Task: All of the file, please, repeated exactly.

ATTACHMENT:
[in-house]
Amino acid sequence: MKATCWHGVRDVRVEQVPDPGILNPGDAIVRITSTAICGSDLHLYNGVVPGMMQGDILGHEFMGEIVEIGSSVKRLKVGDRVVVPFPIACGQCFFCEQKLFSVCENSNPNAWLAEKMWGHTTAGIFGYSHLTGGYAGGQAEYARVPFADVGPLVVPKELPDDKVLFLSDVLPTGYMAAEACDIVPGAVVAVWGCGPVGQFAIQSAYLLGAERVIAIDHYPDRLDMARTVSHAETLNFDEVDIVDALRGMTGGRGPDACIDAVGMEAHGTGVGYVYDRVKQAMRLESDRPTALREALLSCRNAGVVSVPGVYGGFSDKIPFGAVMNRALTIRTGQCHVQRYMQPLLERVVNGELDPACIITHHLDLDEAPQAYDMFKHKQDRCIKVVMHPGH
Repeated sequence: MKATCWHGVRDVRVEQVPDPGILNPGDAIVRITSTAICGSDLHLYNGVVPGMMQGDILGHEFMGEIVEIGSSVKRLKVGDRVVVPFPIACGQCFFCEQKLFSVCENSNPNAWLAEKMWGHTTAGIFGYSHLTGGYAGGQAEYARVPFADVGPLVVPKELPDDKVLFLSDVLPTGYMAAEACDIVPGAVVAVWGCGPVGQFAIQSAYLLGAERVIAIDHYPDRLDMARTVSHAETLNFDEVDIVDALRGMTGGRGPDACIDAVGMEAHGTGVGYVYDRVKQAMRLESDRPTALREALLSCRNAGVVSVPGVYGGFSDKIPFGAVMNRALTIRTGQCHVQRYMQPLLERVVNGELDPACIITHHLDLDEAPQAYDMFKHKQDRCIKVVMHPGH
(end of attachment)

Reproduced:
[in-house]
Amino acid sequence: MKATCWHGVRDVRVEQVPDPGILNPGDAIVRITSTAICGSDLHLYNGVVPGMMQGDILGHEFMGEIVEIGSSVKRLKVGDRVVVPFPIACGQCFFCEQKLFSVCENSNPNAWLAEKMWGHTTAGIFGYSHLTGGYAGGQAEYARVPFADVGPLVVPKELPDDKVLFLSDVLPTGYMAAEACDIVPGAVVAVWGCGPVGQFAIQSAYLLGAERVIAIDHYPDRLDMARTVSHAETLNFDEVDIVDALRGMTGGRGPDACIDAVGMEAHGTGVGYVYDRVKQAMRLESDRPTALREALLSCRNAGVVSVPGVYGGFSDKIPFGAVMNRALTIRTGQCHVQRYMQPLLERVVNGELDPACIITHHLDLDEAPQAYDMFKHKQDRCIKVVMHPGH
Repeated sequence: MKATCWHGVRDVRVEQVPDPGILNPGDAIVRITSTAICGSDLHLYNGVVPGMMQGDILGHEFMGEIVEIGSSVKRLKVGDRVVVPFPIACGQCFFCEQKLFSVCENSNPNAWLAEKMWGHTTAGIFGYSHLTGGYAGGQAEYARVPFADVGPLVVPKELPDDKVLFLSDVLPTGYMAAEACDIVPGAVVAVWGCGPVGQFAIQSAYLLGAERVIAIDHYPDRLDMARTVSHAETLNFDEVDIVDALRGMTGGRGPDACIDAVGMEAHGTGVGYVYDRVKQAMRLESDRPTALREALLSCRNAGVVSVPGVYGGFSDKIPFGAVMNRALTIRTGQCHVQRYMQPLLERVVNGELDPACIITHHLDLDEAPQAYDMFKHKQDRCIKVVMHPGH